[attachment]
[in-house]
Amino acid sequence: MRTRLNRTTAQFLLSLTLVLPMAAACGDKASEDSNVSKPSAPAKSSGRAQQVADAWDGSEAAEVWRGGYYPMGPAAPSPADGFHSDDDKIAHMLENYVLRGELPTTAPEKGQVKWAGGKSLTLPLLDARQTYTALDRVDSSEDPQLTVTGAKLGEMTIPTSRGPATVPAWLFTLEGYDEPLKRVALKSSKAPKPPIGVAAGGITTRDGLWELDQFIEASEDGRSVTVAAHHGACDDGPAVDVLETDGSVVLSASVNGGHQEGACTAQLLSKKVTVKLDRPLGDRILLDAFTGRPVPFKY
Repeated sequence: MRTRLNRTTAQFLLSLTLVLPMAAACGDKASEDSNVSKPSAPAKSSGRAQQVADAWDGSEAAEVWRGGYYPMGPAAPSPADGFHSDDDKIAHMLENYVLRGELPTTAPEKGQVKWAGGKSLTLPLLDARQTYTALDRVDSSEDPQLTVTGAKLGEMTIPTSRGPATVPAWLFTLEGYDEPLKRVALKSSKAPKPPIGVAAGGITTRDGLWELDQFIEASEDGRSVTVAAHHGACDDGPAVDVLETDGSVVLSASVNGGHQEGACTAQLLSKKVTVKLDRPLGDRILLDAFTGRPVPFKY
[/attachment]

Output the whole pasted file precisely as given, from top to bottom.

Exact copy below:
[in-house]
Amino acid sequence: MRTRLNRTTAQFLLSLTLVLPMAAACGDKASEDSNVSKPSAPAKSSGRAQQVADAWDGSEAAEVWRGGYYPMGPAAPSPADGFHSDDDKIAHMLENYVLRGELPTTAPEKGQVKWAGGKSLTLPLLDARQTYTALDRVDSSEDPQLTVTGAKLGEMTIPTSRGPATVPAWLFTLEGYDEPLKRVALKSSKAPKPPIGVAAGGITTRDGLWELDQFIEASEDGRSVTVAAHHGACDDGPAVDVLETDGSVVLSASVNGGHQEGACTAQLLSKKVTVKLDRPLGDRILLDAFTGRPVPFKY
Repeated sequence: MRTRLNRTTAQFLLSLTLVLPMAAACGDKASEDSNVSKPSAPAKSSGRAQQVADAWDGSEAAEVWRGGYYPMGPAAPSPADGFHSDDDKIAHMLENYVLRGELPTTAPEKGQVKWAGGKSLTLPLLDARQTYTALDRVDSSEDPQLTVTGAKLGEMTIPTSRGPATVPAWLFTLEGYDEPLKRVALKSSKAPKPPIGVAAGGITTRDGLWELDQFIEASEDGRSVTVAAHHGACDDGPAVDVLETDGSVVLSASVNGGHQEGACTAQLLSKKVTVKLDRPLGDRILLDAFTGRPVPFKY